So, I’m outwaiting them. I’ve locked my bedroom door, closed the curtains, stacked the pot noodles, put on the headphones, turned up the music and I’m staying here until they turn up and tell me for sure, no messing. That was a month ago. I’m still waiting.
This Message Cannot Be Delivered
by Yash Seyedbagheri
“Old friends’ emails become inactive, enveloped by electronic monsters. My message cannot be delivered, electronic gatekeepers proclaim.
I can’t tell them of being alone. I can’t hear their off-color jokes about paraplegics and suicide, youth at its most delightfully stupid. Tell them of empty, sterile walls. I can’t confess I absorbed their stories of family, an electronic voyeur.
I keep trying. Messages come back.
I drive to distant homes. But staring through lit windows, I feel like a magazine, an obnoxious knickknack among order and precision. I imagine them discarding jokes, smiles replaced by starched replicas.
This message isn’t delivered.
by Louise Worthington
A piece of sheep’s wool snags on barb-wire. It remains there suspended, moving in the wind soundless, detached from its whole, a gentle reminder of what’s been and gone.
Mary pulls her wool coat tighter as the wind plays with her grey hair. January twelfth is the worst day of the year, her older sister’s birthday.
The barb wire is sharp and cold. It takes minutes to free the wool. Mary remembers the sound of her sister’s giggles as the wool tumbles and rolls along the grassy bank, skipping along until it submerges in the stream, succumbing to its end.
Graves with Periscopes
by Jim Doss
The needle in his arm injected a rush of white lightning throughout his body. First warmth, then a kaleidoscope of hallucinations overtook him, both terrifying and thrilling. Like other junkies, he slept the day off beneath park hedges, begged food and dollars in lucid moments, shot up at sunset, often found himself wandering miles from the park. Tonight he staggered past skeleton-shaped churchyard trees, tombstones rising into townhouses. The dead watched as his body separated at every joint, fell to the ground in pieces. His mother’s eyes blinked disapprovingly, as she silently swept up the mess she’d created in life.
What I Sow, Another Reaps
by Mark Reels
One spring morning, they told me the chemo had stopped working.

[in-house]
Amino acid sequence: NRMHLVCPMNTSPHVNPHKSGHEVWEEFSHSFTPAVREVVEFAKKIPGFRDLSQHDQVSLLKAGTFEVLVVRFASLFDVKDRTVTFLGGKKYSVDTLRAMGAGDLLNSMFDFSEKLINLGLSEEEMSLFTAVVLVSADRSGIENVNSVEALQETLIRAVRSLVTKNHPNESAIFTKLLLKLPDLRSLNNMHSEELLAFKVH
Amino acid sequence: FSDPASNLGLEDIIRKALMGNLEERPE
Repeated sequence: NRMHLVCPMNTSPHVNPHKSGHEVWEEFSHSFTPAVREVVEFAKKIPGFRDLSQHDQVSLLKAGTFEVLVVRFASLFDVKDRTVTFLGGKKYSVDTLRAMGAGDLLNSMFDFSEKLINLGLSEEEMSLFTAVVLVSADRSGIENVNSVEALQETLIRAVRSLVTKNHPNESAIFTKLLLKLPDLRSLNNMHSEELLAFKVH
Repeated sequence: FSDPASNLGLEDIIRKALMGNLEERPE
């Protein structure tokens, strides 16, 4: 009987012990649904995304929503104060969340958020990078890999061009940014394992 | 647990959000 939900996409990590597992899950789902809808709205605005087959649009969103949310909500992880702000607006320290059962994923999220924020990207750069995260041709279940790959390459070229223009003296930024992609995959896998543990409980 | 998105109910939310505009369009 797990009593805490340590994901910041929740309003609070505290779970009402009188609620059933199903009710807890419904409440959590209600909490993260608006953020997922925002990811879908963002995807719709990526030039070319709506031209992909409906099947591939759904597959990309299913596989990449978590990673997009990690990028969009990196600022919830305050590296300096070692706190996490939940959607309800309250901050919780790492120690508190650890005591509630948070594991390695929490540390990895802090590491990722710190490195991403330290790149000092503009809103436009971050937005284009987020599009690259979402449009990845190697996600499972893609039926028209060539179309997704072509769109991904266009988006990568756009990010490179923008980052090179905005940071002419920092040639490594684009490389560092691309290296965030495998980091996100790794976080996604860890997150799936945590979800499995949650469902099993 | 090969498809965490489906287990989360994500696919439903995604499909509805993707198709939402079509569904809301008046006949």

I spent the rest of the day planting pumpkins with my grandson.
We felt and smelled the warm dirt on our fingers.
We dreamed of the huge orange jack-o-lanterns that I wouldn’t see.
I taught him how to scoop out seeds from the mess inside and roast them with salt and cayenne.
Why would a dying man plant a garden he wouldn’t harvest?
Well, we also talked about saving some seeds to plant next year.
And maybe Abe will remember the day he planted pumpkins with Papa.
by Ceinwen E Cariad Haydon
Woodland trees spread proud, extend gnarled limbs. Wet winds prise leaves apart to stroke strong thighs. Breeze blown branches bathe as daylight dims; knotted rings fix fast amid old arboreal sighs. Lichen greens arched cracks and bark thickens, grey-ridged over stricken tree-trunk hearts. Hope crinkles each pillared hunk, to quicken wooden sentience. Meandering, splintered roots join separate lives; shared aquifers soak absences to meet in life-after-life. Still, Ents remember to yearn for their wives and blossom absorbs their cries. Connections recycle beyond memory and simple eyesight. Love moves along ancient pathways, far wider than tribes marooned in static silos realise.
by Brittany Hause
“It’s a sheep,” said Mike.
“A unicorn,” Seb insisted. Squinting at the creature before them, he added, “Male sheep are rams.”
“A ram, then,” Mike conceded, “but nothing magical. It’s just missing a horn.”
Seb’s eyes gleamed. “Right! So how many horns does it have?”
“The spell calls for unicorn blood. Uni-corn: one-horn! This is it! The final ingredient!”
In the face of such unwarranted enthusiasm, Mike caved.
“All right,” he told the vendor. “We’ll take this one.”
Seb beamed in triumph even as Mike muttered, “You better be ready to eat mutton for a month.”